What unstable forces inherent in capitalism cause the workers to seek organizations which will help them stabilize their wages? Since most strikes and riots are failures, what is the “real fruit” of these struggles? Why can modern workers organize so much more easily than their medieval predecessors? What is the next step after the proletarians have become conscious of themselves as a class rather than as isolated individuals, and become organized? As Engels’ footnote points out, one of the early successes of labor organizations was the passing of a law restricting the normal work day to ten hours (as is the case in Germinal ), though overtime remained common. In earlier industrialism it was common to keep a factory or mine going around the clock with two shifts of twelve hours each.

How does the need of the bourgeoisie to seek allies among the proletariat help to strengthen the latter? Which of these two classes–bourgeoisie and proletariat–tends to grow the most? According to Marx’ s definitions, which class does your family belong to: bourgeoisie (owners of the means of production who live off of profits) or proletariat (people who work for a salary), or would you define their status in some other way? When Marx says that “a small section of the ruling class cuts itself adrift, and joins the revolutionary class” he is thinking primarily of intellectuals like himself and Engels, who allied themselves with the workers despite their bourgeois background. The relationship of such idealistic Marxists to working class movements has been a troubled one. Can you think of any examples? What problems might these two groups have in relating to one another? Why does he call peasants reactionaries? Was Marx right? Can you think of an important modern Communist revolution which was created primarily among and for peasants?

Professional criminals, prostitutes, beggars, etc. make up what Marx calls the Lumpenproletariat.They too are not likely to be revolutionary, according to him. When Marx says that the proletarian is without property he doesn’t mean workers don’t own their clothes and toothbrushes. To what extent are the workers in Germinal “without property?” It is this narrow definition of “property” that Marx uses throughout his writings. He had no objection to people owning personal belongings. To what extent has modern capitalism stripped workers of their national character? Are proletarians less nationalistic than the bourgeoisie? Why does he believe that proletarians will be motivated to destroy the whole system of individual private property? What fact makes the proletarian movement different from all previous movements? Does Marx believe that the struggle of the proletariat with the bourgeoisie can be carried out internationally, all at once? What might be the weaknesses of carrying it out country by country?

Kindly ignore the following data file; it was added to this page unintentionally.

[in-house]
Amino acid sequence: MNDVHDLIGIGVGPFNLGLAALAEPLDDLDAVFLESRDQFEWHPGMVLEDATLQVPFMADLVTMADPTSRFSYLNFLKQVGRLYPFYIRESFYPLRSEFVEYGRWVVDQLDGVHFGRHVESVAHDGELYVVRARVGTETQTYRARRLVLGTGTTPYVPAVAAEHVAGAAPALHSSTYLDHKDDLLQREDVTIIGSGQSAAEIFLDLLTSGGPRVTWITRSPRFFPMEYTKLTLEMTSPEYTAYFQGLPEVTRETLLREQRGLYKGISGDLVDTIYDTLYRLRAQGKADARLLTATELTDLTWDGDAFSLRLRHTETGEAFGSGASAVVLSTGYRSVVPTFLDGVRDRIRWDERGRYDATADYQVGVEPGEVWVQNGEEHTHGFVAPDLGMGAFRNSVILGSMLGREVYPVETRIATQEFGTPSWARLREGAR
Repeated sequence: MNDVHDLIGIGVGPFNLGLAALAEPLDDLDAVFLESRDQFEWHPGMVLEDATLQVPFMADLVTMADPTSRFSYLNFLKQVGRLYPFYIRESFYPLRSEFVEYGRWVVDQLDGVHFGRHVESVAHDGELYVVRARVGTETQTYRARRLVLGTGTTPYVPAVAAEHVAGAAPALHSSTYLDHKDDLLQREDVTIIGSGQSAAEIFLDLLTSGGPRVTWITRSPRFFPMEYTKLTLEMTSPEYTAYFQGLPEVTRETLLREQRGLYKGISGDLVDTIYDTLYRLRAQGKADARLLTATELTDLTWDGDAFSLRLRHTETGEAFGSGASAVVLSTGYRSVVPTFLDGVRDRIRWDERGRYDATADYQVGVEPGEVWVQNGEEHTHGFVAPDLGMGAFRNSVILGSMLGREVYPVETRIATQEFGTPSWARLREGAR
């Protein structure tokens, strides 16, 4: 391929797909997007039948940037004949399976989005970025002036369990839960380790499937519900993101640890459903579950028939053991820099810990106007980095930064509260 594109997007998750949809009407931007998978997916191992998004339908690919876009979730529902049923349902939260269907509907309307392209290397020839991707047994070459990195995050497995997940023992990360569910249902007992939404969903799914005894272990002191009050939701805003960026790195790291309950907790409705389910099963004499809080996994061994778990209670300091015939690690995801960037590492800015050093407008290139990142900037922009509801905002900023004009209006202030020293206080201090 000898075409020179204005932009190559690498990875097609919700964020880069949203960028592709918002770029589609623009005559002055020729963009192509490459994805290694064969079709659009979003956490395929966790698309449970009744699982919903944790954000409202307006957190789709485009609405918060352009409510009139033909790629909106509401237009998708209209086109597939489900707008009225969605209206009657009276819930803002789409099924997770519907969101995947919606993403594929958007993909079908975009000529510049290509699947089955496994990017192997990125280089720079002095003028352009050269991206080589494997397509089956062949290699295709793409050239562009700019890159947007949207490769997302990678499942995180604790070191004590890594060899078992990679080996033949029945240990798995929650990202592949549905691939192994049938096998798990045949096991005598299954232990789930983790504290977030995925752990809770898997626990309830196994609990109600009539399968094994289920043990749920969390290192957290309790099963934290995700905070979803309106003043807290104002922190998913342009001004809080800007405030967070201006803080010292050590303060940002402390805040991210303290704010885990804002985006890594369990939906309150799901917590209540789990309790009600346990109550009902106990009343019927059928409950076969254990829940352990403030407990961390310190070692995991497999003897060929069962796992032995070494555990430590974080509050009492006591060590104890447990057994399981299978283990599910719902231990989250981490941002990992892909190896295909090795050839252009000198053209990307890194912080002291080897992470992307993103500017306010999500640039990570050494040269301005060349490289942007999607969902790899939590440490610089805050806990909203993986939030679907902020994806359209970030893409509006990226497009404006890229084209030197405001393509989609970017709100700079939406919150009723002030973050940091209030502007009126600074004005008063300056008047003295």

Why does Marx say the bourgeoisie is unfit to rule? The final paragraph of this chapter summarizes the argument of the whole. Read it carefully. He believes that capitalism inevitably creates its own destruction. What do you think of this thesis?

II: Proletarians and Communists

What does Marx say the relationship of the Communists to the proletarians as a whole is? In what ways are they different from other working-class parties? What are their immediate aims?

Marx argues that his theories are not mere intellectual inventions but scientifically provable facts. What effect might it have on political debate if one believes that one’s arguments are irrefutable fact? Marx now sets himself to answer many of the most common accusations against the Communists. What does he say is the usual argument in favor of the right of personally acquiring property (land, factories, mines, etc.)? What do you think of these arguments? What are his answers? Do you find them convincing?

What does he mean when he says that capital (the money and goods which make capitalism possible) is a social creation? Again he discusses the “iron law of wages.” He says that under capitalism living labor (the work of the workers) is but a means to increase accumulated labor (the wealth of the owners). What does he say is the aim of labor under communism? Does Marx want to abolish all individuality and freedom? Read the last paragraph carefully. What is he saying?

Some Communists have denounced all individuality and most individual liberty. Do you think Marx would have agreed with them? What does he mean by saying that the bourgeoisie has done away with private property for nine-tenths of the population? The fact that most Americans own no part of the means of production doesn’t seem to make them opposed to private property as such. Why not? Can you identify factors that Marx overlooked? When he says that the middle-class owner must be made impossible, he simply means that society must be reorganized so that no one is allowed to own large masses of productive property. Do you think he would have agreed with attempts to kill capitalists? What is his answer to the argument that the ambition to acquire property (become a business owner) is necessary to prevent “universal laziness?” (His answer continues on the next page.)